Ever notice that some people cross your path and are only there for a short time but they have a life-long impact on you? I can say that about Mrs. Russell.
Mrs. Russell was a speed reading teacher at Tascosa High School in Amarillo, Texas in the 1960’s and 70’s. Rumor had it that she was a former U.S. Marine but nobody had the nerve to ask her. She was probably a little over five feet and had the general shape of a bowling ball. Her speed reading class was an elective. I don’t recall that she taught anything else. I had her in the fall semester of 1971.
She was known throughout the school to be very tough and never in the mood to take any guff from anybody. Any male student that had the temerity to give her any nonsense usually caught the side of her hand alongside the head. I have no memory of her ever smacking a female.
When report cards came out, Mrs. Russell demanded to see everybody’s. She heaped lavish praise on those who had done well. Those who did not do well got hair pulled, ears boxed, or a hand slapped upside the head. Let us say that I was not a great student so when my turn came for her to review my report card, I hid the worst one in the assumed knowledge that she would not realize there was one missing. Bad mistake. After she went through my cards and was about to begin the beating, she stopped. “There are only five report cards. Where’s the sixth?” I was sitting on it and, to my dismay; she saw the corner of it on my chair and grabbed it. She looked at it and her eyes got big and her face turned to an angry frown.
First, she grabbed the collar of my shirt and started shaking me violently. At the same time, she boxed my ears and slapped my head while lecturing, “How dare you bring this kind of report card in my classroom! How can you shame your parents like this!?” She whipped me pretty good and told me she had better see a lot of improvement on the next card. Mercifully, she moved on and I am sort of glad to report that I was not the only one to get a whipping that day.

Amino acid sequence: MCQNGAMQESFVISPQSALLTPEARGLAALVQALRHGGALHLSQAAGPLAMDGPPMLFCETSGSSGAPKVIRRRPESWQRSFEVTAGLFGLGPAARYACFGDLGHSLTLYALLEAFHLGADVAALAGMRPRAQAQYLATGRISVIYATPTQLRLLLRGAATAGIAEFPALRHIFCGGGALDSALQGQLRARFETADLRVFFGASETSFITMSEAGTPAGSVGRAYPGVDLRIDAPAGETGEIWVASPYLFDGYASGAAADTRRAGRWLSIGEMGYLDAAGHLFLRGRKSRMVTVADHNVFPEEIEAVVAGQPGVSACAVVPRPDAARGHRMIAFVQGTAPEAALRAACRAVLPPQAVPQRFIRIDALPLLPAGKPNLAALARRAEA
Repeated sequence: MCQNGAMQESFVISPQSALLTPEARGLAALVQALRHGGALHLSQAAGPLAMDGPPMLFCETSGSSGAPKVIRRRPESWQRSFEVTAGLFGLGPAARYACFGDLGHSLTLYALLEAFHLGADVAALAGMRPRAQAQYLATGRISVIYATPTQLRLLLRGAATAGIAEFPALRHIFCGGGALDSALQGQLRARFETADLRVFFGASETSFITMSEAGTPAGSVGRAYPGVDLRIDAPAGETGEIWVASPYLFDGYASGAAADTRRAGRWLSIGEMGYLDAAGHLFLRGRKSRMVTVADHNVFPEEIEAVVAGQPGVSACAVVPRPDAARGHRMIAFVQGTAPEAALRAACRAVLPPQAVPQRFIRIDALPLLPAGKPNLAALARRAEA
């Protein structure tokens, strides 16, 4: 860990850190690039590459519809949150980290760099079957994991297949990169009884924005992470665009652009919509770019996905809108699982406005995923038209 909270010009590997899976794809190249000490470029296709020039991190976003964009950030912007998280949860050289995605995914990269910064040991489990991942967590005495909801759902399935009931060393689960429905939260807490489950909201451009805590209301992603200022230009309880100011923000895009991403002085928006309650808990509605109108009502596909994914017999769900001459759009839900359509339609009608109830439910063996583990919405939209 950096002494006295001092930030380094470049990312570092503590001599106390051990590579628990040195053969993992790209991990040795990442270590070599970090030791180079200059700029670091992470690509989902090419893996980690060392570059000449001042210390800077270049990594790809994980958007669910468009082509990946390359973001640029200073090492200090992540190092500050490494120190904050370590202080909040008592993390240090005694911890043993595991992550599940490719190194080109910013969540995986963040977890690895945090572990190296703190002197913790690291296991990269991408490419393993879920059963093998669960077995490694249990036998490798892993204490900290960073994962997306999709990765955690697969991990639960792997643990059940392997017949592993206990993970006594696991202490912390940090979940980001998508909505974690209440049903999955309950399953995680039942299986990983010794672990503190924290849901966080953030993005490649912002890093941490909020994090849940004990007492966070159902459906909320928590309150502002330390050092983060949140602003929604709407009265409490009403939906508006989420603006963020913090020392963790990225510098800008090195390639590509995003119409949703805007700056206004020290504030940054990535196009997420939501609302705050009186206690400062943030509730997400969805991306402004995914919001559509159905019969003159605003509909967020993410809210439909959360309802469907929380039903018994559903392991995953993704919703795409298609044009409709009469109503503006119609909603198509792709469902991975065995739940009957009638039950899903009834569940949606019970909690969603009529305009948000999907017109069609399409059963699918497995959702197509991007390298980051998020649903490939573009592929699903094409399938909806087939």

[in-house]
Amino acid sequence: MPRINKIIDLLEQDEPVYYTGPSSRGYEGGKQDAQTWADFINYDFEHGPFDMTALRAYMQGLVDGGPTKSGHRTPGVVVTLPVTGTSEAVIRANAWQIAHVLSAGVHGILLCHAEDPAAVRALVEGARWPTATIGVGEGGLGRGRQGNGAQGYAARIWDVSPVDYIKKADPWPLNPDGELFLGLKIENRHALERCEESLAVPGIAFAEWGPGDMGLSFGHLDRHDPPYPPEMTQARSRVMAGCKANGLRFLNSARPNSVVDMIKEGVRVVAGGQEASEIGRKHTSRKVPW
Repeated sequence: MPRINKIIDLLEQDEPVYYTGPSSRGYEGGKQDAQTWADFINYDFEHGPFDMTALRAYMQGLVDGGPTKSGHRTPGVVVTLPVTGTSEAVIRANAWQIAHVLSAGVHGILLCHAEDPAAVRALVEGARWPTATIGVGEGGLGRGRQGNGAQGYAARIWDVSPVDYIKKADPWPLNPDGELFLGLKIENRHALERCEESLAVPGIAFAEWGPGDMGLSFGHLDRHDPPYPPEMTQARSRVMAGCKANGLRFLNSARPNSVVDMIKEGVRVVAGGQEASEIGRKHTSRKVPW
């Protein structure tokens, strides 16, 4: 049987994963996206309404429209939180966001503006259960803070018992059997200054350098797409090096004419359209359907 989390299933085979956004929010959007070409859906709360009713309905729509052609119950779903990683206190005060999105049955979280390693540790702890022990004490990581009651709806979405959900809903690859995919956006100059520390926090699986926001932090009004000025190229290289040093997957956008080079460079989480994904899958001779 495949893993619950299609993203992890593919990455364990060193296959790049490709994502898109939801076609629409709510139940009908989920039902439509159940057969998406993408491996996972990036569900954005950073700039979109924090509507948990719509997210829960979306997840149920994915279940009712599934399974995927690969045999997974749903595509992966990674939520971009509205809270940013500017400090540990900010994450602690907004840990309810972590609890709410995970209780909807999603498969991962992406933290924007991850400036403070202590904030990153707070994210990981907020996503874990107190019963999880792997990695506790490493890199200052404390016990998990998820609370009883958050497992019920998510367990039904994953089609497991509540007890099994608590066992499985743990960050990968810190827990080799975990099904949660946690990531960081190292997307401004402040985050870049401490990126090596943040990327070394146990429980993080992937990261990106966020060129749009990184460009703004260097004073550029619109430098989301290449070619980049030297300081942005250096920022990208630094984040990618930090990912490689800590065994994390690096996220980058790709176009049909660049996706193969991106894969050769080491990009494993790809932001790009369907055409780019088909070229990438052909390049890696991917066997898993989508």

A lot of people took a beating from Mrs. Russell over the years and nobody ever said a word. Know why? It was because we all knew she loved us and wanted to do all she could to get the best out of us. She is the only one of a few teachers I remember by name and with great fondness.
It was something else, though, that made an impact on me. Shortly before my seventeenth birthday, I made the decision to quit school and join the Army. On the day I quit high school, I had to go to every teacher and get their signature to leave on a withdrawal report. I also had to get my parents’ signature. Mrs. Russell was the ONLY person that tried to talk me out of it. She even went so far as to offer to take me in to live with her so that she could help me finish high school. At the time, I told her that my parents would not allow it. She finally relented and signed the withdrawal form. She did so with great reluctance. I have never forgotten that moment in November of 1971. Somebody actually believed in me and said so.
I went on to finish high school and college. I have never forgotten Mrs. Russell and never will. I wish I could thank her. Maybe I just did. Today, go look for somebody that has impacted your life in a positive way and thank them.